wed 06/12/2023

Blu-ray: Dragon's Return | reviews, news & interviews

Blu-ray: Dragon's Return

Blu-ray: Dragon's Return

Taut Slovak fable about prejudice, superstition and mob rule

He's back: Radovan Lukavsky in 'Dragon's Return'

Slovak director Eduard Grečner wrote the first draft of a screenplay for Dragon’s Return (Drak sa vracia) in 1956 but didn’t have the confidence to direct it, this adaptation of a novella by the Slovak author Dobroslav Chrobák that he finally realised 12 years later.

An elderly but spritely Grečner appears in one of this disc’s bonus features and there’s a fascinating 2015 interview with him transcribed in Second Run’s booklet, Grečner recalling his efforts to convey the author’s rich prose in cinematic form. Dragon’s Return is indeed visually spectacular, the rocky landscapes and rough-edged village life wonderfully vivid. We first see Dragon (Radovan Lukavsky) making his way down a mountainside back to his home village. A gaunt, cadaverous figure with an eyepatch, Dragon (his real name Martin Lepis) is initially unrecognised by a resident, who then darts ahead in fear to warn his fellow residents. The mood in the bar isn’t good; the words “Dragon’s back” put the heebie-jeebies up all who hear them, and there’s talk of “dark days” coming. Dragon is greeted with silence and cold stares when he walks in, before downing a shot and producing a knife as if he’s a character in a Slovak western. What happens seconds later is blackly funny and utterly in keeping with Grečner’s desire to wrongfoot us.

Dragon's Return coverHow Dragon has incurred such fear and mistrust is revealed slowly through flashbacks. The younger man is seen in a relationship with Emília Vášáryová’s luminous Eva and works as the village potter, his striking, stylised ceramics deliciously anachronistic. Eva later marries the brooding Šimon Jariabek (Gustav Valach), who fears that Dragon has come to claim her when he reappears. The state of the couple’s marriage is instantly apparent, the pair barely communicating. Dragon is a natural outsider, inexplicably blamed for a punishing drought and at one stage falsely accused of hoarding grain while the villagers starve. Brutally attacked and blinded in one eye, he departs. Grečner’s villagers are superstitious gossips, and the returned Dragon’s offer to rescue a herd of cattle isn’t taken at face value.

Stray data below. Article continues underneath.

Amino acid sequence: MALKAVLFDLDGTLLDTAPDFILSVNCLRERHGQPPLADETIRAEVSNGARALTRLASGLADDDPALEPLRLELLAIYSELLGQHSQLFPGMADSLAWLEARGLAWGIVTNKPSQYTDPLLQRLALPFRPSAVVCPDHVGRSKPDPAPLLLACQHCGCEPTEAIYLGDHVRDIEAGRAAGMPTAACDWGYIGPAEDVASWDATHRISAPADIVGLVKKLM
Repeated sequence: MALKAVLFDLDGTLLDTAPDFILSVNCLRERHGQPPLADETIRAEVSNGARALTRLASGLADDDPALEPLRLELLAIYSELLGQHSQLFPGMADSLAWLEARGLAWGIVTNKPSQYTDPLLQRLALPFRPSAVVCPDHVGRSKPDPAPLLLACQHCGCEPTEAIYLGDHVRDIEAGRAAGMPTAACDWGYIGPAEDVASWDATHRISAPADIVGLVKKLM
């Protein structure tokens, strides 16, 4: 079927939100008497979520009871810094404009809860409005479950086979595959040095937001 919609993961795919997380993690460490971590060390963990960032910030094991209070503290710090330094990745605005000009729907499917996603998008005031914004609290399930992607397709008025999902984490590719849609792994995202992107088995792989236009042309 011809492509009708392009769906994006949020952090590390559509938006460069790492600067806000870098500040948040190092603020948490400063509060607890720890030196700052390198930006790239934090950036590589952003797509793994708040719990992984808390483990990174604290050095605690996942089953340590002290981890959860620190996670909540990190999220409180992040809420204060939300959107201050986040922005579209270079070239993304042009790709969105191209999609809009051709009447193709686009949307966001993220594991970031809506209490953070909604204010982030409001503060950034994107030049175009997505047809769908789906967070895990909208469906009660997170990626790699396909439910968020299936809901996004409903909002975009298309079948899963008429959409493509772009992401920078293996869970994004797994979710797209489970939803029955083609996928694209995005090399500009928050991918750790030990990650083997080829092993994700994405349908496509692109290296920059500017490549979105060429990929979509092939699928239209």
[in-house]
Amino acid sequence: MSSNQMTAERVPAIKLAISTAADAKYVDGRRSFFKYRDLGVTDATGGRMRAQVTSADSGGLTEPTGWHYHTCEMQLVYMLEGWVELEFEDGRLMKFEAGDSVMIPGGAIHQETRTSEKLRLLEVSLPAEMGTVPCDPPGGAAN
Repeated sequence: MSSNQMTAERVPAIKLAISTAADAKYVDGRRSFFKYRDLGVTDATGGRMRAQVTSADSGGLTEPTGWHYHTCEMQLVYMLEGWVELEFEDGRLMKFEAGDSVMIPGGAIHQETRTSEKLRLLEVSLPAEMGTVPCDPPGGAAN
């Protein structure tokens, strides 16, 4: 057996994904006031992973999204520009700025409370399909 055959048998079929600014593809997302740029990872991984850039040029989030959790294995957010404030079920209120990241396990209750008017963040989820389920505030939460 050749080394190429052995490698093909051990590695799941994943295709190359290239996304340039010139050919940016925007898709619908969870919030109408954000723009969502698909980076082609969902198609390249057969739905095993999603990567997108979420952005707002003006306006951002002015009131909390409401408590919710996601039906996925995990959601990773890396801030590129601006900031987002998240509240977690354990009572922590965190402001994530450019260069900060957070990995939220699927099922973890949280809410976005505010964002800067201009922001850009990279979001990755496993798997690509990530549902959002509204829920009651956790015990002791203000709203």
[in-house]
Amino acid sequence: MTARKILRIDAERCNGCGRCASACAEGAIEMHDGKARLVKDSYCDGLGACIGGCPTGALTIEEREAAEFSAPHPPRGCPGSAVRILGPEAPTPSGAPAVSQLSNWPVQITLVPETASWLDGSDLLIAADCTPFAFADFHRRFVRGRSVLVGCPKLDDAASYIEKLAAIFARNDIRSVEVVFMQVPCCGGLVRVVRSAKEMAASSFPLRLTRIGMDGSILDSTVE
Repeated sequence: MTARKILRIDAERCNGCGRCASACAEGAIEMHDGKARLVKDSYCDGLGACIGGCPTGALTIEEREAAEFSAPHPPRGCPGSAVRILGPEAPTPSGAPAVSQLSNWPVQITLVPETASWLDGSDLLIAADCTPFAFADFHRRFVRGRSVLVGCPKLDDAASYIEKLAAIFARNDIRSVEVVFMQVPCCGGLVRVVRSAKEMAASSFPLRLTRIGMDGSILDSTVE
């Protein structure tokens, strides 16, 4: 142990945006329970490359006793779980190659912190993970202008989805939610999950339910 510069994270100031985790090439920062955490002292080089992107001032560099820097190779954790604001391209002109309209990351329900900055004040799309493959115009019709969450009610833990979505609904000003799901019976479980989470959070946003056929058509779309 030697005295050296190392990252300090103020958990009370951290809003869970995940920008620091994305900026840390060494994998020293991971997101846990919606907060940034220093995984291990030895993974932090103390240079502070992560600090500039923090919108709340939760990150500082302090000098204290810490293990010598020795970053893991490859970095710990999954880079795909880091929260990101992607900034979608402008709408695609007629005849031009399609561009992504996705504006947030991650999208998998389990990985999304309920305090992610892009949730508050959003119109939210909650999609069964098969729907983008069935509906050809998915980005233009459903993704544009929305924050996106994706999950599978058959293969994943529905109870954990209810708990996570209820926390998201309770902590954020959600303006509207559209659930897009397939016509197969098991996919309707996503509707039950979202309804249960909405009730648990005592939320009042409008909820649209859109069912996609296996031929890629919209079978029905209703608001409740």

Long stretches of Dragon’s Return are dialogue-free, Grečner making wonderful use of Ilja Zeljenka’s jagged avant-garde soundtrack. Šimon and Dragon’s tense journey to retrieve the lost livestock is frequently terrifying. Though largely set in bright light in the open air, the film’s mood is oppressive and claustrophobic, the downbeat ending shocking but fitting. This was Grečner’s last film for 25 years; having publicly called for "passive resistance" after the 1968 Soviet invasion, planned projects were abruptly cancelled and he worked instead as a dubbing director. Newly restored by the Slovak Film Institute, this reissue looks and sounds superb, and there’s a compendious booklet thrown in.


How Dragon has done incurred such fear and mistrust is revealed slowly through flashbacks


Editor Rating: 
Average: 4 (1 vote)

Explore topics

Share this article

Add comment


Get a weekly digest of our critical highlights in your inbox each Thursday!

Simply enter your email address in the box below

View previous newsletters